“Italian hours, equal hours counting up to 24 from zero at sunset the previous evening”.
“Judean hours – hours on a sundial dividing the day into 12 equal parts, from zero at sunrise to 12 at sunset. Hours vary in length with the changing seasonal day.”
“To show the time of the year, zodiac lines indicate declination (referring to the height of the sun). Azimuth circles are also shown.” Azimuth is the direction of the celestial object from the point of the observer.
The original finish painting included hour numbers and zodiac signs. The designations were also in color coding. The coloring has faded perhaps just as sundials importance has faded away for us.
“The inscription on the north side of the lower shaft is a panel with an inscription in Latin, the common language of scholars at the time, which explains what the colors represented. It is a written explanation of the color coating for all the lines on all the dials on the obelisk.”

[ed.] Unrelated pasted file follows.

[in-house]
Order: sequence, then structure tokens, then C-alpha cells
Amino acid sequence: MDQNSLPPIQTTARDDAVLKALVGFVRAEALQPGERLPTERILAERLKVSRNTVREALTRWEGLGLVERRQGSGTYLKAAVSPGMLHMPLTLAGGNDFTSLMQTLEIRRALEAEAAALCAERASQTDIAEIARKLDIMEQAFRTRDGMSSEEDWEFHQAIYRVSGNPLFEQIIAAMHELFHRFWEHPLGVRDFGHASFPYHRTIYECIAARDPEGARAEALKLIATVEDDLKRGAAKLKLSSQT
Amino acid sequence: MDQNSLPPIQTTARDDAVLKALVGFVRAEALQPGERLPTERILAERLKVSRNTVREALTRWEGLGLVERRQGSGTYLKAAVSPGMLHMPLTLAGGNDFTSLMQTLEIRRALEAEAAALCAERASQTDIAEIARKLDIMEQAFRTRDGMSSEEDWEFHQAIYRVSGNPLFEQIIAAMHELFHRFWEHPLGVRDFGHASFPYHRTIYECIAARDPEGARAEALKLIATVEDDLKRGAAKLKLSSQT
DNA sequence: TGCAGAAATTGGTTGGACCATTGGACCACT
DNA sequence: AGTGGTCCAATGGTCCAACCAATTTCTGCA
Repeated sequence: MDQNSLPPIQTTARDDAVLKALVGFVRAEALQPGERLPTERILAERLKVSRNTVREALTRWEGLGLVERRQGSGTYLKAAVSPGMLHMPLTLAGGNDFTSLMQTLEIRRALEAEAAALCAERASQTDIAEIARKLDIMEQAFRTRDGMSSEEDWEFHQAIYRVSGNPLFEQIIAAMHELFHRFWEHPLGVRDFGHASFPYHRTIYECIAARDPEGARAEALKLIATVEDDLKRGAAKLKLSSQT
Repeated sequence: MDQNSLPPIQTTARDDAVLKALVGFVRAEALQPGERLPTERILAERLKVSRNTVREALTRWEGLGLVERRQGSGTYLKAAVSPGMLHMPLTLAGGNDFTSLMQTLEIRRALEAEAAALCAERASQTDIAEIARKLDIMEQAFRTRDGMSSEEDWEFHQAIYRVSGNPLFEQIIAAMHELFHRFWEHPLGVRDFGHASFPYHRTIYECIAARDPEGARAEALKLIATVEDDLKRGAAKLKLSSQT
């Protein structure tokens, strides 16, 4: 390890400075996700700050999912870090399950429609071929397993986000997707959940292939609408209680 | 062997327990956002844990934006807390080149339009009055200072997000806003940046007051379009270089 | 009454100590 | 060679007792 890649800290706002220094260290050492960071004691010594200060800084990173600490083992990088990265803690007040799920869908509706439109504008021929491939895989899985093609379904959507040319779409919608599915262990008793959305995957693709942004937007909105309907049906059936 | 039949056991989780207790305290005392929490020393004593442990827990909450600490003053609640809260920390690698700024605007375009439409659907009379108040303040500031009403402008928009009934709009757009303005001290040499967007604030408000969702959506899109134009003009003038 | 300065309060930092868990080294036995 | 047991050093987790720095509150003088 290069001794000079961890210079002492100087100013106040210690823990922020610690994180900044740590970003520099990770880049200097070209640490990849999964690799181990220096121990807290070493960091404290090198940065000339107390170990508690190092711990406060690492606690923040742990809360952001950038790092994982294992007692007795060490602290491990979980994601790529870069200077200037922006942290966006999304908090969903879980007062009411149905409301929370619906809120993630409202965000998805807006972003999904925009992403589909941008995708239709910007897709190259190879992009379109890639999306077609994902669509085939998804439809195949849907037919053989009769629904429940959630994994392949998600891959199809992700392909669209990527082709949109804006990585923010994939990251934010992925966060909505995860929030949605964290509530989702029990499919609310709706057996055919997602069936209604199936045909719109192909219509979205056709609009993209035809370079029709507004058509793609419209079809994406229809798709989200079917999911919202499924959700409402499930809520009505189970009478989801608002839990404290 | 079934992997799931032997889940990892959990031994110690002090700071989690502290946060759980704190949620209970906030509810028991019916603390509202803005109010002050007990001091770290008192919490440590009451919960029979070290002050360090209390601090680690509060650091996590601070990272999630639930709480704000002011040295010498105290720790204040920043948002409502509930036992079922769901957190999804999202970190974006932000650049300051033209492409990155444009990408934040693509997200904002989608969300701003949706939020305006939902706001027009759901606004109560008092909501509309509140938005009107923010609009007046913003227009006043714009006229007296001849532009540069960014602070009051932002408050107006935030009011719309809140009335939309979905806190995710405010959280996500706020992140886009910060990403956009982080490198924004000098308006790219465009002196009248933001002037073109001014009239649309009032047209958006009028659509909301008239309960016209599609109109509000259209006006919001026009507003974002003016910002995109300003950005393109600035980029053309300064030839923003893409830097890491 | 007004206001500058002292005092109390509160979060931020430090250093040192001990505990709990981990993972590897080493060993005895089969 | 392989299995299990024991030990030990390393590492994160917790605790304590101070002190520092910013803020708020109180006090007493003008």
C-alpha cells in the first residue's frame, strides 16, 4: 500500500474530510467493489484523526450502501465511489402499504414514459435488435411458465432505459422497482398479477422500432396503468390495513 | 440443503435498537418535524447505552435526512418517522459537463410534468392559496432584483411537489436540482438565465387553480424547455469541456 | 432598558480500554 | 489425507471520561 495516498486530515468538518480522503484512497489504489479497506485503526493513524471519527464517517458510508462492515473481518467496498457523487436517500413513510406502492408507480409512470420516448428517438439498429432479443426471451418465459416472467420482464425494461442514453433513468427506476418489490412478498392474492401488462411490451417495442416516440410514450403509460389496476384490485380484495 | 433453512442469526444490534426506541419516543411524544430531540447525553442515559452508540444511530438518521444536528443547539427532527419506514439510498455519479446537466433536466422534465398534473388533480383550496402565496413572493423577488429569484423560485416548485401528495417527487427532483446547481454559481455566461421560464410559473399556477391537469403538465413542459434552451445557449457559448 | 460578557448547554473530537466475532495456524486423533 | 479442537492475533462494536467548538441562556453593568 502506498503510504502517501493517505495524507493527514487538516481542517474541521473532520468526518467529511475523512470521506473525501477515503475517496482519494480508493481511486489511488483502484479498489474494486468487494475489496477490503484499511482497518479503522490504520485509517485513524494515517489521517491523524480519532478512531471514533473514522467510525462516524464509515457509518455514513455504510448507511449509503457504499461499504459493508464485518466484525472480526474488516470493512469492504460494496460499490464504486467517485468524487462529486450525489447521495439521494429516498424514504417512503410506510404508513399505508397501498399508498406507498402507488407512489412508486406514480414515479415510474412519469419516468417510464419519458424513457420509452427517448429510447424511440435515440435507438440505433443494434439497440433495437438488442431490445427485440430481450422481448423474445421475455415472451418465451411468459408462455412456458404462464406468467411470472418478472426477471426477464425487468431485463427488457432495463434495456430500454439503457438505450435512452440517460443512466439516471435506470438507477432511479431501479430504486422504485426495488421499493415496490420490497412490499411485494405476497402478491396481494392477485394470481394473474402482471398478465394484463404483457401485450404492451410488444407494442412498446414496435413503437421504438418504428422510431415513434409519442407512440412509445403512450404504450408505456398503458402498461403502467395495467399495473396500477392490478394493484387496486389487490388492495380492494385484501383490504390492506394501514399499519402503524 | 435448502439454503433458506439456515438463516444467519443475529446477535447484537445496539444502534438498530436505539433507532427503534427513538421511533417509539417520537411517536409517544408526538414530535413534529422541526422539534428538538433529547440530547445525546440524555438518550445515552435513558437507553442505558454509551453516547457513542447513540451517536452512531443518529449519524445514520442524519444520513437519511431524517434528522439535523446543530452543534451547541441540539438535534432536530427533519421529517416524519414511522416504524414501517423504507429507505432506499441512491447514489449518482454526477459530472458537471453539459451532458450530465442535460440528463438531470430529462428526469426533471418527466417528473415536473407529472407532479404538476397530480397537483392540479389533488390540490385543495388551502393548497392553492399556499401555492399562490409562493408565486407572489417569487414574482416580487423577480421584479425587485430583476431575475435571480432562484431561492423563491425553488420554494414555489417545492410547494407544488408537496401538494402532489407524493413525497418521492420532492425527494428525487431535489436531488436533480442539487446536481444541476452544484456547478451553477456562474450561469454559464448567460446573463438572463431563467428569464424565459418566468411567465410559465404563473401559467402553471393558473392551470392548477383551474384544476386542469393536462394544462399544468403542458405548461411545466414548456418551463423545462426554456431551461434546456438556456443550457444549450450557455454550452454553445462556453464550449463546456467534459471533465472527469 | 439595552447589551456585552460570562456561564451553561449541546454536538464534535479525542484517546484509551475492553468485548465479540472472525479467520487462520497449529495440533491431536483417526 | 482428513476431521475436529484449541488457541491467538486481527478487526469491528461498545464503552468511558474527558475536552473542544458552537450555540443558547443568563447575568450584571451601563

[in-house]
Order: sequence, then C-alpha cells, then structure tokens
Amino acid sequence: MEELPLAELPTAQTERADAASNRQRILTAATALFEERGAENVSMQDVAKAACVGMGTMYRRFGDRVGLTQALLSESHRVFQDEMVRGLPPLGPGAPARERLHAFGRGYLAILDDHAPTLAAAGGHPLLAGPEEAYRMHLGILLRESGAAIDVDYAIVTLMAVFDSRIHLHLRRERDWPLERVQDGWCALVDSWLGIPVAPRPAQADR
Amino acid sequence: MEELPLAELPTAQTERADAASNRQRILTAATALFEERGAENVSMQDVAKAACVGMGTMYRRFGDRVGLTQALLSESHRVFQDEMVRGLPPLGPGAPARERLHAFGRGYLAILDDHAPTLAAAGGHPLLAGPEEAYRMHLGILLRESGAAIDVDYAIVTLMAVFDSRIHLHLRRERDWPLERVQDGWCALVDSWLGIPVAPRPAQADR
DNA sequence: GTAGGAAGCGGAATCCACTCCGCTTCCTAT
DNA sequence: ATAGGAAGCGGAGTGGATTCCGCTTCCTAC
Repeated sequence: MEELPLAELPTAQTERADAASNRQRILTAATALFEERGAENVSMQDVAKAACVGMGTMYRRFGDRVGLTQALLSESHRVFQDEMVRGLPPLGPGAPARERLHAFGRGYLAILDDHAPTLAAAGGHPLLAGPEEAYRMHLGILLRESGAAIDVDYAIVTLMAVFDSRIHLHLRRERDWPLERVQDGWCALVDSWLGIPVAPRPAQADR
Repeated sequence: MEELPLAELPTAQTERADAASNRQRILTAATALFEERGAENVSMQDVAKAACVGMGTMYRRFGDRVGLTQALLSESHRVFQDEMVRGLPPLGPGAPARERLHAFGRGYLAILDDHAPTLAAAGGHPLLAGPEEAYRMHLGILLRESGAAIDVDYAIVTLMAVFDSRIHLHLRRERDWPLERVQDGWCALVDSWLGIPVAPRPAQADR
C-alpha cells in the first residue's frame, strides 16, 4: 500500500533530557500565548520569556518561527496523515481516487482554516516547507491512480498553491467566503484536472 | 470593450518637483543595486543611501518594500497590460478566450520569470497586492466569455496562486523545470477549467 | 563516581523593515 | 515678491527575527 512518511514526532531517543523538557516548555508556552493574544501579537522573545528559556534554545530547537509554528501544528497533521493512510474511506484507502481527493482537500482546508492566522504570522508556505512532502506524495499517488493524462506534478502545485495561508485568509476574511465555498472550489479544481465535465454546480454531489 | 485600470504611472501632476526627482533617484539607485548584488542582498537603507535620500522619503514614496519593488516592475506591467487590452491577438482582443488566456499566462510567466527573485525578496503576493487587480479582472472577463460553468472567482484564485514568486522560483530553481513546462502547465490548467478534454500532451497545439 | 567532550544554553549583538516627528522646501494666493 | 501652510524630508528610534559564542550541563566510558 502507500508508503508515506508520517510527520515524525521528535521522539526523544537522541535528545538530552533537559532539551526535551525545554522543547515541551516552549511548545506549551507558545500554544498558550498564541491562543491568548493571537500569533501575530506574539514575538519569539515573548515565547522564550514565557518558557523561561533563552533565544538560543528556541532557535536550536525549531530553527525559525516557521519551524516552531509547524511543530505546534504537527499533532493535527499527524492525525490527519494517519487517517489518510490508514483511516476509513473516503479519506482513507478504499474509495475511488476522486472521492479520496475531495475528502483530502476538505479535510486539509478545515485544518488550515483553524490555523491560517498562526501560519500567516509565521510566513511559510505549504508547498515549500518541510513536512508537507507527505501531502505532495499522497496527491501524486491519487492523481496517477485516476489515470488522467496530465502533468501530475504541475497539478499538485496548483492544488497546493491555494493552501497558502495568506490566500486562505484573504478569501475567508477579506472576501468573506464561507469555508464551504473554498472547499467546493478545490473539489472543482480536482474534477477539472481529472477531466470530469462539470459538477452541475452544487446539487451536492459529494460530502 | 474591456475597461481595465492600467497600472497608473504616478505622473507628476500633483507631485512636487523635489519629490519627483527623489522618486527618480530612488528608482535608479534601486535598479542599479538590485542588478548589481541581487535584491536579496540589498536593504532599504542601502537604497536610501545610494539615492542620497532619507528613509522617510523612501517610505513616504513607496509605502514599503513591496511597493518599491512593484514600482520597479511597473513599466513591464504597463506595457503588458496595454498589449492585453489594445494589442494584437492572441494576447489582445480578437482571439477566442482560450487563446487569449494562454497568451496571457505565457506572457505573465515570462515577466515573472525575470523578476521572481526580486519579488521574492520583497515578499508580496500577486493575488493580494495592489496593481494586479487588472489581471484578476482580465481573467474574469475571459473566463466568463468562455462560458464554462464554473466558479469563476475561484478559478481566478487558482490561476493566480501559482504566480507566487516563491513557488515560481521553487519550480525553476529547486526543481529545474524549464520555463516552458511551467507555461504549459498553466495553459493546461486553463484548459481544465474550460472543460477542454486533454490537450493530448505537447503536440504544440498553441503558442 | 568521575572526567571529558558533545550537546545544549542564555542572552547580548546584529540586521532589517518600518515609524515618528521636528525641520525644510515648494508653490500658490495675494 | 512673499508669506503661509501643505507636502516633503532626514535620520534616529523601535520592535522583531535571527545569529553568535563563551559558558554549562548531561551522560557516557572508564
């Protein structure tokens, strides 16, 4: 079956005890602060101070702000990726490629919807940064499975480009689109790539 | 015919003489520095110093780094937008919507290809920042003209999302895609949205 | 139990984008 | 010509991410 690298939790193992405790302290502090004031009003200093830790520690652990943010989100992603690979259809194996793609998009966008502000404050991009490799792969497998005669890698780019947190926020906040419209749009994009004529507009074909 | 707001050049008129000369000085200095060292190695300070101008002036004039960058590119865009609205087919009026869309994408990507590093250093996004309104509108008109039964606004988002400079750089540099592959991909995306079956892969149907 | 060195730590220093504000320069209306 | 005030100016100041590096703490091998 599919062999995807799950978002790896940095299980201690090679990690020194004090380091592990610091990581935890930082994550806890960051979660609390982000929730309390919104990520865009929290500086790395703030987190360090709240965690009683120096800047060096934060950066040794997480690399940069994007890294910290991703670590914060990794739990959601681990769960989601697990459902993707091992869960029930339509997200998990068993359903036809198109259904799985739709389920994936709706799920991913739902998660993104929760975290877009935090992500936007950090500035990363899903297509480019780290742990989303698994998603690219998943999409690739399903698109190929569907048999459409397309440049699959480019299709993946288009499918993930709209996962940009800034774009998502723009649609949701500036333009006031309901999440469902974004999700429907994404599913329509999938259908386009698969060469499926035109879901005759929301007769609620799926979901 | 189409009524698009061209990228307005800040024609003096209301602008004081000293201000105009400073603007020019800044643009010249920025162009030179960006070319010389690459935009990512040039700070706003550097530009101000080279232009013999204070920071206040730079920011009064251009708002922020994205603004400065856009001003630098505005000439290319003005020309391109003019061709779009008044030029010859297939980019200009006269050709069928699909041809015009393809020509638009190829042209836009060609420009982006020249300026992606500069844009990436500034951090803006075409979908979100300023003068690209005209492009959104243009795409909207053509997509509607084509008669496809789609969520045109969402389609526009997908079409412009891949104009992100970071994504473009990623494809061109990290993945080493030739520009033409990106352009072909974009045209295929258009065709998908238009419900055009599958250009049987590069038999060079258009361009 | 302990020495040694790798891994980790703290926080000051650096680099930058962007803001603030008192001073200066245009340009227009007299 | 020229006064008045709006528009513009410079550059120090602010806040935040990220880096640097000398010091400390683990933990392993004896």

Today we argue about daylight savings time, adjusting the clocks by one hour. Imagine the public controversy when there were so many other ways to count the hours of the day. Though perhaps people didn’t know what others were counting, at least until they missed lunch! I have been fascinated by sundials in other gardens. Gardens expect hours of sun, and sundials were once an essential feature. Today, sundials are a decorative element in most situations. In its time, this sundial was an engineering marvel and is still remarkable today.
This is a story of the history of time, not the history we usually study that takes place over time.
*All quoted content is from the Sundial History Exhibition in the Drummond Castle Keep